AWS Developer Tools Blog

AWS SDK for Go 2.0 – Generated Marshalers

The AWS SDK for Go 2.0 has released generated marshalers for the restjson and restxml protocols. Generated marshalers will help with the performance and customer issues the SDK had been receiving.

To better understand what was causing the performance hit, we used Go’s benchmark tooling to help us determine the main bottleneck—reflection. The reflection package was consuming a large amount of memory and performance, as shown below.

Roughly 50% of the time is spent in the JSON marshaler, which uses a lot of the reflection package. To improve both memory and CPU performance, we implemented generated marshalers. The idea was to bypass the package that was affecting performance, like reflection, and set values directly in the query, header, or body of requests.

The following benchmark data was gathered from restjson and restxml benchmark tests on GitHub.

REST JSON Benchmarks

benchmark                                                   old ns/op     new ns/op     delta
BenchmarkRESTJSONBuild_Complex_ETCCreateJob-4               91645         36968         -59.66%
BenchmarkRESTJSONBuild_Simple_ETCListJobsByPipeline-4       8323          5722          -31.25%
BenchmarkRESTJSONRequest_Complex_CFCreateJob-4              274958        221579        -19.41%
BenchmarkRESTJSONRequest_Simple_ETCListJobsByPipeline-4     147774        140943        -4.62%

benchmark                                                   old allocs     new allocs     delta
BenchmarkRESTJSONBuild_Complex_ETCCreateJob-4               334            366            +9.58%
BenchmarkRESTJSONBuild_Simple_ETCListJobsByPipeline-4       73             59             -19.18%
BenchmarkRESTJSONRequest_Complex_CFCreateJob-4              679            711            +4.71%
BenchmarkRESTJSONRequest_Simple_ETCListJobsByPipeline-4     251            237            -5.58%

The restjson protocol shows great performance gains. We see that for the Complex_ETCCreateJob benchmark, the speed improved by 59.66%. However, the overall gains in memory allocation were far less than expected, and some benchmarks took even more memory

REST XML Benchmarks

benchmark                                                   old ns/op     new ns/op     delta
BenchmarkRESTXMLBuild_Complex_CFCreateDistro-4              212835        63765         -70.04%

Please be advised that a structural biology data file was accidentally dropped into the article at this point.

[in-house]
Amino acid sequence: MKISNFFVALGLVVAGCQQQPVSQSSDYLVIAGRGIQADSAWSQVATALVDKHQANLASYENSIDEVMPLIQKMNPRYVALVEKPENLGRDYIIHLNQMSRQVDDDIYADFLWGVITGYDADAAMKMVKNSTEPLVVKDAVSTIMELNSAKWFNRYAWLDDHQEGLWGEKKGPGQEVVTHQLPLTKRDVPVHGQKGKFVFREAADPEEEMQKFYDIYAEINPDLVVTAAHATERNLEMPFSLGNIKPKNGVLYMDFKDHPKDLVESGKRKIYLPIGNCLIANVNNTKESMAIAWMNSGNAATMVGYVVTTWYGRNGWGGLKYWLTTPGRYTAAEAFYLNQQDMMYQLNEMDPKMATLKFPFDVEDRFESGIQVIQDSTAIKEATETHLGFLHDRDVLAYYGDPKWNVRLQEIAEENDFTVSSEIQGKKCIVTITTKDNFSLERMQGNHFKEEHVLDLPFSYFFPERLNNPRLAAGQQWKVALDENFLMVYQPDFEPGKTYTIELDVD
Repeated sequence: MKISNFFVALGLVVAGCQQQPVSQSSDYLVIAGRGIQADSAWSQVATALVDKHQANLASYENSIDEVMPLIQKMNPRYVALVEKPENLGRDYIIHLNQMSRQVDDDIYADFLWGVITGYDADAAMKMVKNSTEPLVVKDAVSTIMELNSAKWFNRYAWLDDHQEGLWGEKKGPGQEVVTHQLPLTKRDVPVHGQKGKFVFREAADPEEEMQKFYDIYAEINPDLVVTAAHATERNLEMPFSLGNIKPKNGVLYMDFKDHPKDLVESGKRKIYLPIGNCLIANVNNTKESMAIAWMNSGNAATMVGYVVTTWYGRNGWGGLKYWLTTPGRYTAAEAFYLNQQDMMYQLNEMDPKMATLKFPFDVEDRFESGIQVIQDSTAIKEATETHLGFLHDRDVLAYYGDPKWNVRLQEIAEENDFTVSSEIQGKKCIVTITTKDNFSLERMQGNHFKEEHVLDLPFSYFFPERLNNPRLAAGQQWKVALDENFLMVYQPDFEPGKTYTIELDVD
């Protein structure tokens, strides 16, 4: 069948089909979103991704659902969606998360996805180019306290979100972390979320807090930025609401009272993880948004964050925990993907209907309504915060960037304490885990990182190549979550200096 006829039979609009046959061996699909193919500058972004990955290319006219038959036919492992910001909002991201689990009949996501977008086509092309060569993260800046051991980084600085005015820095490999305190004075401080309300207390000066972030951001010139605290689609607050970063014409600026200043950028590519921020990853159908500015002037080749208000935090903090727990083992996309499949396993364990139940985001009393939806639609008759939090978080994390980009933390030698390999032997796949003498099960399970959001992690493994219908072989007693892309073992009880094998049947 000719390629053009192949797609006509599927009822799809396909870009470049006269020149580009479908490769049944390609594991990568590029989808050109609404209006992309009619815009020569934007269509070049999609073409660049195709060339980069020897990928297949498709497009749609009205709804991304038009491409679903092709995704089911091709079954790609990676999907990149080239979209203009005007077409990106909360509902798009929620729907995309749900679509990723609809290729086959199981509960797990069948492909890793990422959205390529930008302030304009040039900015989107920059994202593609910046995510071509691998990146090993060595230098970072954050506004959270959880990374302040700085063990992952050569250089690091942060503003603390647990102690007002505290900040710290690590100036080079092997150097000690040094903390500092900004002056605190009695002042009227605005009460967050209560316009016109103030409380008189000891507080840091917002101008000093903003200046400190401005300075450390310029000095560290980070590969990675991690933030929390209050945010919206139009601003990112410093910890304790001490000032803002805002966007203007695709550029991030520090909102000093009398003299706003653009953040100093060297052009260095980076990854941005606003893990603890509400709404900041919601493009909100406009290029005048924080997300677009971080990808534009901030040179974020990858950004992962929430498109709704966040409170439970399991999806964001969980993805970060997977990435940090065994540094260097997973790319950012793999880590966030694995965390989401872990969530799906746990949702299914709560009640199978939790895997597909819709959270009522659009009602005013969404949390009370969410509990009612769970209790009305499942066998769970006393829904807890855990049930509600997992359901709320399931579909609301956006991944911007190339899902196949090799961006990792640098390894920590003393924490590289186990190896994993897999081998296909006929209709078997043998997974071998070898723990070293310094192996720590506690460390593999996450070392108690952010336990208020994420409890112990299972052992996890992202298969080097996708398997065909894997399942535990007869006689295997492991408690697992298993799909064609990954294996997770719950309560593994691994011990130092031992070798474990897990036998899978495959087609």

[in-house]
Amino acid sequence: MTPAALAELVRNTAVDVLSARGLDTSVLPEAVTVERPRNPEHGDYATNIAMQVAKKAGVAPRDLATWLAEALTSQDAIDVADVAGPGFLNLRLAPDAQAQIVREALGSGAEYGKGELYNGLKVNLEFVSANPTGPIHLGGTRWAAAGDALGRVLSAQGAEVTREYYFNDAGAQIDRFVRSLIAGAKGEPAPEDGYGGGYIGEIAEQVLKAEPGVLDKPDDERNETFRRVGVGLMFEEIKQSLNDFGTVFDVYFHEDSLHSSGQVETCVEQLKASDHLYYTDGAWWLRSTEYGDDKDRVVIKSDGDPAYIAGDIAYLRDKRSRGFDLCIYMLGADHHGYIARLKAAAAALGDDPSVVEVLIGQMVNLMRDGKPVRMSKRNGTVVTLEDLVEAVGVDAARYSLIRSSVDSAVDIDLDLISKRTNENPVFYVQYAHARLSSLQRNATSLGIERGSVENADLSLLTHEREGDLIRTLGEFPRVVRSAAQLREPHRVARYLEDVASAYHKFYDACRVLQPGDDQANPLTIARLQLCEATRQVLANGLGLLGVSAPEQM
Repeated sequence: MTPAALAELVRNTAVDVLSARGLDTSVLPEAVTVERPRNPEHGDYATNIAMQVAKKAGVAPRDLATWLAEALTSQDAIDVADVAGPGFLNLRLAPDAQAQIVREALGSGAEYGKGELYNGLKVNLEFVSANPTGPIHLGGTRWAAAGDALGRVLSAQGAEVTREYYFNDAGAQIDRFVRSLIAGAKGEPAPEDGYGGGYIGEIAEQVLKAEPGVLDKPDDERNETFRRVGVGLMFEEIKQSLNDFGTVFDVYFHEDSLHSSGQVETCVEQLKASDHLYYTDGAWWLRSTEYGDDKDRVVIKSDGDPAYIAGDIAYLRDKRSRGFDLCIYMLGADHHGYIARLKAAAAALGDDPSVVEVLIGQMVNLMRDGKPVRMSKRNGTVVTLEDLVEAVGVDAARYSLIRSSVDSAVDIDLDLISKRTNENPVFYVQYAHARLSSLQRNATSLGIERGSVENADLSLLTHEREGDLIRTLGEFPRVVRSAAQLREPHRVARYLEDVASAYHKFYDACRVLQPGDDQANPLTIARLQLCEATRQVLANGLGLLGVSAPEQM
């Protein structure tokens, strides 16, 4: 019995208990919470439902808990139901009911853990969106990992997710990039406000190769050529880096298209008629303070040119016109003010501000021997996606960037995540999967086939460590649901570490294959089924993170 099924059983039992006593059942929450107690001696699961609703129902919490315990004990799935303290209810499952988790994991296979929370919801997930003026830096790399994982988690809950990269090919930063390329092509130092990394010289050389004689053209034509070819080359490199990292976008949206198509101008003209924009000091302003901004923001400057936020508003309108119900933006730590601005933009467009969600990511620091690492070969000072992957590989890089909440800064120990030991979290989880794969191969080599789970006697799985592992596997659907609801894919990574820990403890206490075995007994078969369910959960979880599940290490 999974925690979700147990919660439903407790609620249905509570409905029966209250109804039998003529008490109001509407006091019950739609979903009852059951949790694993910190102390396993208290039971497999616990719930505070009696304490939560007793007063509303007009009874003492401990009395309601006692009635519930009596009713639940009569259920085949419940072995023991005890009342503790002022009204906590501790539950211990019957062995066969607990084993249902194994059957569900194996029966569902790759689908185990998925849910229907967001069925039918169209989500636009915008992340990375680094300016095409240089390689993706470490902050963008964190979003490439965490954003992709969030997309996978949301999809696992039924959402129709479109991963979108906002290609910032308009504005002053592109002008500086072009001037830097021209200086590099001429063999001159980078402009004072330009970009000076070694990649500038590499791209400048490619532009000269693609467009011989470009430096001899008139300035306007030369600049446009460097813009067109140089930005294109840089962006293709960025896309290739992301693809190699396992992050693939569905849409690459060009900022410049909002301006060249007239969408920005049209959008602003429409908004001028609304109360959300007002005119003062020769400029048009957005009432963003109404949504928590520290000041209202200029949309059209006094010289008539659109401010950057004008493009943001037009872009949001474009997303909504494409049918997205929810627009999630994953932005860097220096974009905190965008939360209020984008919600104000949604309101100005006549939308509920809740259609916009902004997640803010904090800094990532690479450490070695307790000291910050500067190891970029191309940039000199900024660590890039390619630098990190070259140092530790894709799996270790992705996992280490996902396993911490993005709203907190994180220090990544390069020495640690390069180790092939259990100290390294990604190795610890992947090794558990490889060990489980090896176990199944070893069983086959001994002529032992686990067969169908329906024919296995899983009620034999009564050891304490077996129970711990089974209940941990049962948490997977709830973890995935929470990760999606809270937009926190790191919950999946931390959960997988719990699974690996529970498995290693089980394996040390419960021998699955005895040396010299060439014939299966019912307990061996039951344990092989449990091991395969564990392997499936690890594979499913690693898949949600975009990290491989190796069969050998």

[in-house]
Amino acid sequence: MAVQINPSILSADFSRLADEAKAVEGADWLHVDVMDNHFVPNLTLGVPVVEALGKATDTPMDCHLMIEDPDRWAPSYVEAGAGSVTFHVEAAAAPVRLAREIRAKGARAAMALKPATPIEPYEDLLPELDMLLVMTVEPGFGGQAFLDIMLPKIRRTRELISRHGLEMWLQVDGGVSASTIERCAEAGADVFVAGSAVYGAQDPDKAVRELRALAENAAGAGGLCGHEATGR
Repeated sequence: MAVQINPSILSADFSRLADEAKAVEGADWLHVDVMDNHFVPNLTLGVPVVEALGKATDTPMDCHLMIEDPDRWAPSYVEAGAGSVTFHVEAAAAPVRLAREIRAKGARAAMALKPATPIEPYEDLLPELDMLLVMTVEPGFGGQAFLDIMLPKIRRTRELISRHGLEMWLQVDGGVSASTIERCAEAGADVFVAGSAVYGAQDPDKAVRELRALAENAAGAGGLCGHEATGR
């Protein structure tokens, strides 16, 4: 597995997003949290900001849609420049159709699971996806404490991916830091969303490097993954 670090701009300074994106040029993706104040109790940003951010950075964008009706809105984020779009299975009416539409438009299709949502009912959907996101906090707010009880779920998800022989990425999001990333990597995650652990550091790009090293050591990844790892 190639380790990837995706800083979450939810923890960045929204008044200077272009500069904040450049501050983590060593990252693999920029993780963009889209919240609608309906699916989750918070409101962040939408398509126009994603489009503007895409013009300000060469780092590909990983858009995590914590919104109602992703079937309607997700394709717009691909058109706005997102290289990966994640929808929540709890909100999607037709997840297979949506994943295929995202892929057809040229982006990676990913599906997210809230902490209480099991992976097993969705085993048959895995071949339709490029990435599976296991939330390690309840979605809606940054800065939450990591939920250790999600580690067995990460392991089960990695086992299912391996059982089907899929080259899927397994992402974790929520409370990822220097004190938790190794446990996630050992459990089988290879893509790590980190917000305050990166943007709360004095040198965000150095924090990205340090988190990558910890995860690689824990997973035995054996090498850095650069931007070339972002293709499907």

BenchmarkRESTXMLBuild_Simple_CFDeleteDistro-4               8942          6893          -22.91%
BenchmarkRESTXMLBuild_REST_S3HeadObject-4                   17222         7194          -58.23%
BenchmarkRESTXMLBuild_XML_S3PutObjectAcl-4                  36723         14958         -59.27%
BenchmarkRESTXMLRequest_Complex_CFCreateDistro-4            416695        231318        -44.49%
BenchmarkRESTXMLRequest_Simple_CFDeleteDistro-4             143133        137391        -4.01%
BenchmarkRESTXMLRequest_REST_S3HeadObject-4                 182617        187526        +2.69%
BenchmarkRESTXMLRequest_XML_S3PutObjectAcl-4                212515        174650        -17.82%

benchmark                                                   old allocs     new allocs     delta
BenchmarkRESTXMLBuild_Complex_CFCreateDistro-4              1341           439            -67.26%
BenchmarkRESTXMLBuild_Simple_CFDeleteDistro-4               70             50             -28.57%
BenchmarkRESTXMLBuild_REST_S3HeadObject-4                   143            65             -54.55%
BenchmarkRESTXMLBuild_XML_S3PutObjectAcl-4                  260            122            -53.08%
BenchmarkRESTXMLRequest_Complex_CFCreateDistro-4            1627           723            -55.56%
BenchmarkRESTXMLRequest_Simple_CFDeleteDistro-4             237            217            -8.44%
BenchmarkRESTXMLRequest_REST_S3HeadObject-4                 452            374            -17.26%
BenchmarkRESTXMLRequest_XML_S3PutObjectAcl-4                476            338            -28.99%

The restxml protocol greatly improved both memory and speed. The RESTXMLBuild_Complex_CFCreateDistro benchmark had a about a 70% improvement in both.

Overall for both protocols there were massive speed improvements in more complex shapes, but only small improvements in the simple shapes. There are some outliers in the data that have minor performance or memory hits. However, there are more optimizations we can do to potentially eliminate them.

Try out the developer preview of the AWS SDK for Go 2.0 here, and let us know what you think in the comments below!